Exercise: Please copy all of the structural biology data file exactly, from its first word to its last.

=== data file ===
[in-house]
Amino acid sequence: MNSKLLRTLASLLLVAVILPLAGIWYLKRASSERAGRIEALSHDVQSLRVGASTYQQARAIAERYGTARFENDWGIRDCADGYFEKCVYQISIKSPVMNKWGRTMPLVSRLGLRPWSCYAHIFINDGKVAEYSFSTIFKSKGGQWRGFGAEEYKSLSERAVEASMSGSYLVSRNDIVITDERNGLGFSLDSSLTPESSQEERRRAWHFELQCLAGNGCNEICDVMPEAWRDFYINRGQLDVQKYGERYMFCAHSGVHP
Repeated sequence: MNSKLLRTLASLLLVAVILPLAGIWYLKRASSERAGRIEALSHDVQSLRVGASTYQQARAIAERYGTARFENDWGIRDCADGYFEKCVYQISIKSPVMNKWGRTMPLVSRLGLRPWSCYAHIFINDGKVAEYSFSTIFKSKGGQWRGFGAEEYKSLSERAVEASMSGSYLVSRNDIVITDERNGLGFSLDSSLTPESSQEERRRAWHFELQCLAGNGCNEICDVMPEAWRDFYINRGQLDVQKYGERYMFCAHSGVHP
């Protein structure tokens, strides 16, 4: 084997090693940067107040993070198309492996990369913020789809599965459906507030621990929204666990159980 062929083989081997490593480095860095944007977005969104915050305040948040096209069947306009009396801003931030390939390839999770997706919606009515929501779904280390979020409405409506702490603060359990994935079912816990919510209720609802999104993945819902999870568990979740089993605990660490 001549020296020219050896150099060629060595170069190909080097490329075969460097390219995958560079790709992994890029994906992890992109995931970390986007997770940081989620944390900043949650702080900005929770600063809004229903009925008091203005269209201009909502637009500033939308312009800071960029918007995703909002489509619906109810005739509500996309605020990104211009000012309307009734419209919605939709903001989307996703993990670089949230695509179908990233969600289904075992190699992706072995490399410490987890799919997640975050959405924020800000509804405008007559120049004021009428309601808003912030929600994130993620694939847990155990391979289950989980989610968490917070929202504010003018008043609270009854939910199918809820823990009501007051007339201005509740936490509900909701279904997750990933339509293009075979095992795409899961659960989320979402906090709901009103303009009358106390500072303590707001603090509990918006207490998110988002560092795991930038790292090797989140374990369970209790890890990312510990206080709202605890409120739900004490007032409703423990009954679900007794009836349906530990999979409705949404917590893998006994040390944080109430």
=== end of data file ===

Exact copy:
[in-house]
Amino acid sequence: MNSKLLRTLASLLLVAVILPLAGIWYLKRASSERAGRIEALSHDVQSLRVGASTYQQARAIAERYGTARFENDWGIRDCADGYFEKCVYQISIKSPVMNKWGRTMPLVSRLGLRPWSCYAHIFINDGKVAEYSFSTIFKSKGGQWRGFGAEEYKSLSERAVEASMSGSYLVSRNDIVITDERNGLGFSLDSSLTPESSQEERRRAWHFELQCLAGNGCNEICDVMPEAWRDFYINRGQLDVQKYGERYMFCAHSGVHP
Repeated sequence: MNSKLLRTLASLLLVAVILPLAGIWYLKRASSERAGRIEALSHDVQSLRVGASTYQQARAIAERYGTARFENDWGIRDCADGYFEKCVYQISIKSPVMNKWGRTMPLVSRLGLRPWSCYAHIFINDGKVAEYSFSTIFKSKGGQWRGFGAEEYKSLSERAVEASMSGSYLVSRNDIVITDERNGLGFSLDSSLTPESSQEERRRAWHFELQCLAGNGCNEICDVMPEAWRDFYINRGQLDVQKYGERYMFCAHSGVHP
């Protein structure tokens, strides 16, 4: 084997090693940067107040993070198309492996990369913020789809599965459906507030621990929204666990159980 062929083989081997490593480095860095944007977005969104915050305040948040096209069947306009009396801003931030390939390839999770997706919606009515929501779904280390979020409405409506702490603060359990994935079912816990919510209720609802999104993945819902999870568990979740089993605990660490 001549020296020219050896150099060629060595170069190909080097490329075969460097390219995958560079790709992994890029994906992890992109995931970390986007997770940081989620944390900043949650702080900005929770600063809004229903009925008091203005269209201009909502637009500033939308312009800071960029918007995703909002489509619906109810005739509500996309605020990104211009000012309307009734419209919605939709903001989307996703993990670089949230695509179908990233969600289904075992190699992706072995490399410490987890799919997640975050959405924020800000509804405008007559120049004021009428309601808003912030929600994130993620694939847990155990391979289950989980989610968490917070929202504010003018008043609270009854939910199918809820823990009501007051007339201005509740936490509900909701279904997750990933339509293009075979095992795409899961659960989320979402906090709901009103303009009358106390500072303590707001603090509990918006207490998110988002560092795991930038790292090797989140374990369970209790890890990312510990206080709202605890409120739900004490007032409703423990009954679900007794009836349906530990999979409705949404917590893998006994040390944080109430």